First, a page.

Saturday, October 11, 2008


Trenton, New Jersey; New York and Chicago, Illinois all have something in common: Italian sections where you can get, among other things, great sausage. (There are other cities, as well, that have Italian sections.) My husband grew up in Trenton, New Jersey; and sausage and peppers were part of his tradition. I'd like to make sausage and peppers with turkey sausage, but he would never eat it. So, when we go to Trenton, we visit Porfirio's and bring back some of the best sausage you could ever eat. It's fairly lean, as pork sausage goes. Porfirio's (in the Chambersburg section of Trenton) makes it fresh every day. We take it home packed in dry ice and regular ice, then freeze it in 1-1/2 lb. packages. Some of it goes into our homemade spaghetti sauce (a secret recipe from Guy's aunt, who owned restaurants and cooked for Dean Martin when she lived in Las Vegas.)
Some of it gets cooked on the grill, and some in a skillet with sausage and peppers. Sometimes I add potatoes to the peppers and onions, and sometimes I add fennel. The other item we buy when we go to Trenton, is Italian rolls from Italian People's Bakery. There is no other roll on earth that can compare. These are very lightly crispy on the outside and light as a feather inside. It's very easy to eat too many of these, because they go down so easily, kind of like Dunkin' Donuts. In our little town of New Bern, North Carolina, we've tried every Italian sausage that is made, and Guy just won't eat any of them. Our local Harris Teeter, however, has started to carry some nice rolls. While they can't compare with Italian People's, they do hold sausage and peppers quite nicely. So, right now, when we still have sausage in the freezer, but no more Italian People's rolls, Guy can have his sausage in a decent roll. I eat the sausage and peppers sans roll.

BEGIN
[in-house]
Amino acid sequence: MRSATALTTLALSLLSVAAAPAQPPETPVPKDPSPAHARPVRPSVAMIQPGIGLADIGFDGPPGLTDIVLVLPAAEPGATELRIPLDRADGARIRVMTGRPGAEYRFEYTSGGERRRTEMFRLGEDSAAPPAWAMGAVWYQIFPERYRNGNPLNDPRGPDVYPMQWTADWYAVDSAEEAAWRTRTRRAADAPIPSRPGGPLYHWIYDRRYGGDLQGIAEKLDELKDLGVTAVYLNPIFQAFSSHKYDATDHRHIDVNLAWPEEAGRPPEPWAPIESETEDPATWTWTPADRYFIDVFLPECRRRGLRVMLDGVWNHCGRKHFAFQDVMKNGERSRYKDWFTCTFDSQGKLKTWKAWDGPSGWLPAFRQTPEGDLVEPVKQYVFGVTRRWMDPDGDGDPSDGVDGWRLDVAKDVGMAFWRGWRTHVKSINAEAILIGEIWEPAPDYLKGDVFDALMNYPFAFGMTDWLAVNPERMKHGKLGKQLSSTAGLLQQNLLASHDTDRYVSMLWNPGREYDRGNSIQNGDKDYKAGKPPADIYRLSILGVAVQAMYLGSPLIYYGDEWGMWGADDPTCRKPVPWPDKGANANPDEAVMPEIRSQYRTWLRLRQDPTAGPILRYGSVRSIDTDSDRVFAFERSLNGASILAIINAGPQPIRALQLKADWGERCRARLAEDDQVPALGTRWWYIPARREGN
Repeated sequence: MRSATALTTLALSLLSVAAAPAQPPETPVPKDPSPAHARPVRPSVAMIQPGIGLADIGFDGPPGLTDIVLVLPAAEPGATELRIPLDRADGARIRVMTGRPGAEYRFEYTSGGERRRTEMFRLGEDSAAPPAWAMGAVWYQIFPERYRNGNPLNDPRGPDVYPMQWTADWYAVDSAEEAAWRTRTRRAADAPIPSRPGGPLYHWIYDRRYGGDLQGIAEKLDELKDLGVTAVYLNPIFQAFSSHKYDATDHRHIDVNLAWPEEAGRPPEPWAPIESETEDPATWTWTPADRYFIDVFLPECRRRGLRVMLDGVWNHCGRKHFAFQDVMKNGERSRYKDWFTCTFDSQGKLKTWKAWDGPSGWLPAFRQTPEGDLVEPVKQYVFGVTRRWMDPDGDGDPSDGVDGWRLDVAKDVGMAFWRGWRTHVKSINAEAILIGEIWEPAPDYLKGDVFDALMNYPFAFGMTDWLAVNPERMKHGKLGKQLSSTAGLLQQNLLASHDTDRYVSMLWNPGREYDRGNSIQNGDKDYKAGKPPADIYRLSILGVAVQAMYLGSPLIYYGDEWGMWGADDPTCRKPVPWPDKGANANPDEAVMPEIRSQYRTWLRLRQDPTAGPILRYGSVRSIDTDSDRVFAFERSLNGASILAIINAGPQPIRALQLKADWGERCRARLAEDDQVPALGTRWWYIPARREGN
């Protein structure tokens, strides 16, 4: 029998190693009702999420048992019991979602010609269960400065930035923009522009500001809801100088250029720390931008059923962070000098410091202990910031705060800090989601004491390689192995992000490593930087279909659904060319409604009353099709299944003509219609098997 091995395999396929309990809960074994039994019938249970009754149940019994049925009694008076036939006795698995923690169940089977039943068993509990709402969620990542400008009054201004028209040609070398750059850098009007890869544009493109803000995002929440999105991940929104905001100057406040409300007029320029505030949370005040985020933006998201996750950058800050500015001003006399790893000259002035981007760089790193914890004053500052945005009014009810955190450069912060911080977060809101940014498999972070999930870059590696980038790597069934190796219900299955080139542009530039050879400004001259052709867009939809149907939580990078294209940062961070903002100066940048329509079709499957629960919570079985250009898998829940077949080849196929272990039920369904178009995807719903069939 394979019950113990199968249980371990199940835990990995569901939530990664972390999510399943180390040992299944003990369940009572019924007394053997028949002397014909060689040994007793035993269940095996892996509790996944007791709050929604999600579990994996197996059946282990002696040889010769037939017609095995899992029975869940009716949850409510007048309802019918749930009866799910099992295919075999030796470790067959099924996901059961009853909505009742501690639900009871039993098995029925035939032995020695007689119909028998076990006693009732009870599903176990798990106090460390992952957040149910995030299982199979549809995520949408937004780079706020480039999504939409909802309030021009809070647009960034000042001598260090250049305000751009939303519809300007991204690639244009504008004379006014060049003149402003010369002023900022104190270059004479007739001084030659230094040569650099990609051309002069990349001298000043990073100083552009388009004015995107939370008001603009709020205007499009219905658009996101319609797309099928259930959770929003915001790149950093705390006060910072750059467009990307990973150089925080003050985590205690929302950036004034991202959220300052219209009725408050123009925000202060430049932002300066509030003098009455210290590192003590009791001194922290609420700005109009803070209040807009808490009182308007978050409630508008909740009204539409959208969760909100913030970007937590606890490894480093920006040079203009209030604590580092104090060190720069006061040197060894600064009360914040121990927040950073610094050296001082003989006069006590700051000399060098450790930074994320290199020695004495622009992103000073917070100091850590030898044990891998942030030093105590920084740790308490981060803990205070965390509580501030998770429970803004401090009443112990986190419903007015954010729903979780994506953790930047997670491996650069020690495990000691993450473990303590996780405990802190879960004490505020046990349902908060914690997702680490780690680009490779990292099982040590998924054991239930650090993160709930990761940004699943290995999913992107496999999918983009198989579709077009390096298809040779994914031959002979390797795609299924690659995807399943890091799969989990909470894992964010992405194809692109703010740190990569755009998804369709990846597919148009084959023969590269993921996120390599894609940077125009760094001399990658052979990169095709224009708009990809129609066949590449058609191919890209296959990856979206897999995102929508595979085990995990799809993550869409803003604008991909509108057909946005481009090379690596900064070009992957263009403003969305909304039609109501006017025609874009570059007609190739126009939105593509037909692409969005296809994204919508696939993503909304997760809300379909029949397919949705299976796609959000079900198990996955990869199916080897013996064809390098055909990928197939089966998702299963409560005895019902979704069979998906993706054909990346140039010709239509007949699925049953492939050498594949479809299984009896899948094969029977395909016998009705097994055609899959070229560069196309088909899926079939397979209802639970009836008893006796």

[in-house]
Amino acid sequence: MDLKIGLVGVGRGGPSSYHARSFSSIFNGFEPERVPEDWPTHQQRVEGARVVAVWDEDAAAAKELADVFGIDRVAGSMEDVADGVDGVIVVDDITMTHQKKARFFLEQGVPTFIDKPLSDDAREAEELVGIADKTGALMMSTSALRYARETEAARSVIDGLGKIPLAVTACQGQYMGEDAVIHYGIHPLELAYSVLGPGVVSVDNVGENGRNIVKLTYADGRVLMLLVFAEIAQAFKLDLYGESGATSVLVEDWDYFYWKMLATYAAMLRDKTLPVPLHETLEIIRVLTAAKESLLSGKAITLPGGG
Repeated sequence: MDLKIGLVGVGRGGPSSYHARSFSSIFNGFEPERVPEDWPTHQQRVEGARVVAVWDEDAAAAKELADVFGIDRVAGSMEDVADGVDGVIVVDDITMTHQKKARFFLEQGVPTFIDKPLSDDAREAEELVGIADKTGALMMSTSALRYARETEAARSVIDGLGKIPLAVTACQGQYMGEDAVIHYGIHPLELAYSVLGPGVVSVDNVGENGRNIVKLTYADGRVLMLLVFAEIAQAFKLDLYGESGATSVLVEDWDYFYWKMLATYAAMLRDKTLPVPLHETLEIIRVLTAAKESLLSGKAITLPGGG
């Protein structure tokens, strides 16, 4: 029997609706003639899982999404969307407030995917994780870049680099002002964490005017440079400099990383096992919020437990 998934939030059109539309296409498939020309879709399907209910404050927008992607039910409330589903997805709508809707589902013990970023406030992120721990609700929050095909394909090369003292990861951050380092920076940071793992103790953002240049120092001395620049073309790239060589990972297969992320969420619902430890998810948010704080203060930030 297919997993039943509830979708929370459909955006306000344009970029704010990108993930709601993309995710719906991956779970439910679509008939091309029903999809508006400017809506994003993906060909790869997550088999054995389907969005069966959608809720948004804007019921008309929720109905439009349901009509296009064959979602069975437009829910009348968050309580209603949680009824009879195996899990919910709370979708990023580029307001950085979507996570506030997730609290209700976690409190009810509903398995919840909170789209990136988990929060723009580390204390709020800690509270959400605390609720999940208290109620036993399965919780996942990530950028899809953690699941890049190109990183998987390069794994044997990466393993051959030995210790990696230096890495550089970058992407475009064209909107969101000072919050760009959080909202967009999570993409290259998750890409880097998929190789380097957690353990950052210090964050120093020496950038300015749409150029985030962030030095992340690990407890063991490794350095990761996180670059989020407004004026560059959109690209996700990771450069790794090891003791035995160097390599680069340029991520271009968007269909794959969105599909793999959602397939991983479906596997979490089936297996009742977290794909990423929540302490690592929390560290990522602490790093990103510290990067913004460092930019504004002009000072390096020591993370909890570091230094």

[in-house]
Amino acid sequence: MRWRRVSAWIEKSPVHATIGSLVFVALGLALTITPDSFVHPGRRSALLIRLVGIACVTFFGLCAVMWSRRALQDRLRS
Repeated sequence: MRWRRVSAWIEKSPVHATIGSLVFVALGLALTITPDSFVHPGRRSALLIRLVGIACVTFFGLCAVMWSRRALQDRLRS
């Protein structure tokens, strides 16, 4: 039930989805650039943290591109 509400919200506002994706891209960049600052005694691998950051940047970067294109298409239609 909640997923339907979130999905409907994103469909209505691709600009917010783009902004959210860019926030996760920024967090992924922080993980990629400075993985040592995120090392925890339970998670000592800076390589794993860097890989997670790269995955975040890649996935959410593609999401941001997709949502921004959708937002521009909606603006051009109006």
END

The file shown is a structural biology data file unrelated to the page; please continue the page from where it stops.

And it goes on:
Here is how I make sausage and peppers.

Cut approx. 1-1/2 lbs. Italian pork or turkey sausage into links, about 4" each, or the size to fit your roll. Pour about 2 Tbsp. olive oil in 10" or 12" skillet, tilting to coat bottom, and heat on medium-high heat. Add sausage when oil is hot and brown on all sides, about 10 minutes. Remove sausage from pan; drain on paper towels; keep warm. (Porfirio's sausage does not give off a lot of fat; if the sausage you are using does, you might want to wipe out the skillet and add a little olive oil before adding the veggies.) Slice 1 large onion and 1 large pepper (green or red, or mixture) and add to skillet. Salt and pepper to taste (I go lightly because the sausage is salty, and because I tend to undersalt.) Saute` the onions and peppers about 5 minutes, then add the sausage. Sprinkle about 1-2 tsp. balsamic vinegar (or red wine vinegar) over all, and stir. Cook till veggies are crisp-tender, sausage is thoroughly cooked but not overdone, and liquid is evaporated, about 10 minutes. Taste to adjust seasonings, adding more salt and pepper if needed. Serve as is or on rolls. (We had this for dinner the other night, no rolls, with homemade tomato soup for a filling and satisfying meal. Guy eats the leftovers for lunch with roll.)

There are a lot of variations on this theme: add sweet potatoes or white potatoes to the peppers and onions; add fennel; add tomato paste and sauce to the skillet, or fresh cut-up tomatoes; add beans. You can also add any herbs you want -- typically, basil and oregano are herbs of choice. Some people add crushed red pepper. Adding potatoes or beans would not be authentic Italian. But then, speaking as a German-Hungarian, who cares what's authentic? If you like the way it tastes, that's all that counts.

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